“As soon as a good part of consumers begin to identify that what they are offered is standardised and that there is a whole world of things to discover, of tastes… Most of the time they don’t go back to what they were consuming before.”
He goes on to say that “the role of the SCA” in educating consumers should reach commodity coffee drinkers too.
As the voice of the specialty sector, the SCA has the capability to liaise with private companies, public entities and consumer organisations.
Like the dairy industry did in France.
Now, this is a brilliant example of a collective solution.
The Dairy Supply Chain Changed in France. It Started With a Crisis
“Milk for French consumers is totally a commodity. You take a pack of liquid milk and you don’t care. It’s just liquid milk,” said Christoph.
Milk has less scope for flavour diversity than coffee. Yet, the industry has gone further to secure fair prices for dairy producers (Photo: Pauline Photographe for PCS)
In 2019, Le Basic published a study called “Producers’ Remuneration and Agro-Ecological Transition: What Contributions from Fairtrade Origin France?”.
The study describes the commercial partnerships developed by a couple of dairy cooperatives around seven years ago.
Then, the dairy industry was in crisis because the government had abandoned any kind of regulation. Until that point, farmers had had quotes and price controls.
Completely disarmed, one producer organisation called SAS Biolait decided to “decommoditise” their milk by rebranding it as organic, “fairly traded” and traceable. Much the same as we see in coffee today.
But SAS Biolait managed to show supermarkets they were missing an opportunity to make more money because differentiated products sell at a premium.
What’s more, they showed supermarkets that they were being stupid by destroying value because many consumers were willing to pay 10% more for better milk.
>> European Roasters Having an Impact on the Supply Chain.
How did they achieve such a feat?
The Solution: a 3-Part Contract Between Farmer, Distributor and Retailer
“The way they created this in France was by organising tripartite agreements,” says Christoph.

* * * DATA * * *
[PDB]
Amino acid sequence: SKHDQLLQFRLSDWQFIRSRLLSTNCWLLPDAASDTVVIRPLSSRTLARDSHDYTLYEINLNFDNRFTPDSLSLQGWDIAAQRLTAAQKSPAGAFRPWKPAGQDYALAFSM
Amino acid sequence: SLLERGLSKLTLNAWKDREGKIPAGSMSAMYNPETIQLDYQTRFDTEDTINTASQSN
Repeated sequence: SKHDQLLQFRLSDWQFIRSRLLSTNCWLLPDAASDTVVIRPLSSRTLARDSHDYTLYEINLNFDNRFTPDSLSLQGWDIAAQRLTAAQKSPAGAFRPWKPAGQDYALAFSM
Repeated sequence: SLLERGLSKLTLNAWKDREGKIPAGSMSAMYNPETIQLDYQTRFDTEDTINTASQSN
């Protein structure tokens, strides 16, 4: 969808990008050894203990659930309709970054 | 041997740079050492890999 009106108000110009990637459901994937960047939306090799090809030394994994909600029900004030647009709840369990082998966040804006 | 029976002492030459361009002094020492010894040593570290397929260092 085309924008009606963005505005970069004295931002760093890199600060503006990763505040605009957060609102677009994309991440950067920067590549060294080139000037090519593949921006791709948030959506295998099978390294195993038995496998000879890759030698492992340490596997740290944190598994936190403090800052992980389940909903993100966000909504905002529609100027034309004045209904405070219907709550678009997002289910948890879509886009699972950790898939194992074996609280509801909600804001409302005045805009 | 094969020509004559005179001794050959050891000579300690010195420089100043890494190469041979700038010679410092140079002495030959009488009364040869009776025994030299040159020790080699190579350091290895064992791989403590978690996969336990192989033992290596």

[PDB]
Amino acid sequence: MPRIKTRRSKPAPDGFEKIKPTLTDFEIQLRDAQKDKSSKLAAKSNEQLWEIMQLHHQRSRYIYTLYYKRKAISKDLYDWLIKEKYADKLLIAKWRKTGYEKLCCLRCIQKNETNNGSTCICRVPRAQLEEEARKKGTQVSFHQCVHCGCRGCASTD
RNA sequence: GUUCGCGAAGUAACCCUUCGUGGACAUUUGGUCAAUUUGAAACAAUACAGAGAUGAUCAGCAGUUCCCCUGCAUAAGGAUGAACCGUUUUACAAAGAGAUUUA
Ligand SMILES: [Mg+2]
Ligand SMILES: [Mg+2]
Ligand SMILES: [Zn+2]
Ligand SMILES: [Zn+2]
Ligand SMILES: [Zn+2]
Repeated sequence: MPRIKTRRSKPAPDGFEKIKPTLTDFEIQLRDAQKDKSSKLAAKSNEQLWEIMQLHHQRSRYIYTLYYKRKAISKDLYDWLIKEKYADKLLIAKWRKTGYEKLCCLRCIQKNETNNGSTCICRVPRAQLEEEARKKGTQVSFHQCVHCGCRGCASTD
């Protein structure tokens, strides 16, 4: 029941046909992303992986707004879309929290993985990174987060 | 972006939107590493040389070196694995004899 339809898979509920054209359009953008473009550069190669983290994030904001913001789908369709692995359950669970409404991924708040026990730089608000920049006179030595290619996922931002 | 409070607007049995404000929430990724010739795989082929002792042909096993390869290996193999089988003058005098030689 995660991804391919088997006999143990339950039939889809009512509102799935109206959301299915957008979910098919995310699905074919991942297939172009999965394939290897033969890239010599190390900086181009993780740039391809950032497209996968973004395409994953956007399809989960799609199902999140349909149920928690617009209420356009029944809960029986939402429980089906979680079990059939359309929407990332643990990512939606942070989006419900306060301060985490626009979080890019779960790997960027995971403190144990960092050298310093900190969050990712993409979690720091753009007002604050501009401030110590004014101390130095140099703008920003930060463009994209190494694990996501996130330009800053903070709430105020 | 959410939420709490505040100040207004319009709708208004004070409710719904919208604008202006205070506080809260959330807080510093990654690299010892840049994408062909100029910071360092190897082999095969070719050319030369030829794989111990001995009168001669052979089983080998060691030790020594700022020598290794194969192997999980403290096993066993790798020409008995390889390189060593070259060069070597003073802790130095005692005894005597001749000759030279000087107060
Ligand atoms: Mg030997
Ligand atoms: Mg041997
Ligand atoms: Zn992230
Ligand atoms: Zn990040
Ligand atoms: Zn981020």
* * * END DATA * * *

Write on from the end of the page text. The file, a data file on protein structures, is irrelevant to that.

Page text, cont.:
That was the first time that the dynamic of the dairy supply changed from the old big retailer squeezing distributor and distributor squeezing producer.
Can we show to big coffee brands that paying market prices is destroying value for them too? (Photo: Pauline Photographe for PCS)
“For the first time, there was an agreement with the three [actors] that stated that they abided by a 5-year agreement that [secured] a decent living for the three levels of the chain. And that went with a guarantee of volumes.”
Tripartite agreements also covered production costs on each level of the supply chain by passing these costs forward.
“The relative control of the margins of each of the stakeholders, ensured in particular by the economic transparency of the sector, makes it possible to ensure a "fair" price and a better distribution of the costs,” says the study.
>> Algrano's Approach to Coffee Price Transparency.
“Economic transparency seems to be essential to create a climate of trust between stakeholders, including consumers, and is a key element in the process of establishing a fair price.”
The Dairy Trade Agreement Became the Law in France
According to Christoph, between 30% and 40% of today’s dairy market in France is made of the equivalent of “specialty milk” ie. traceable, organic and transparent milk.
I find it very important to notice that what made milk special here wasn’t different flavour profiles. It was extrinsic attributes like provenance and social sustainability.
If you read the new whitepaper “Towards a Definition of Specialty Coffee”, you’ll see this is exactly where we’re going.
“This framework makes obvious the importance of traceability and transparency, since these kinds of programs make more extrinsic attributes a part of a product. An untraceable coffee must be evaluated on its intrinsic attributes alone; a transparently traceable coffee may have dozens of extrinsic attributes on top of the intrinsic ones, potentially making the coffee much more valuable in the marketplace.” - Towards a Definition of Specialty Coffee
The Biolait case was such a success that the French government introduced tripartite contracts into food law. One of the objectives of the EGAlim law of December 2021 is to secure fairer prices for French farmers.
>> Go Deep: Understand the EGAlim Law in France.
The impact of the new law is still ongoing. It has been in effect only since the beginning of the year. But what if we were able to translate that to tropical commodities like coffee? The industry is international, so there is one more actor involved (the trader or importer).
But take a moment to imagine the possibilities…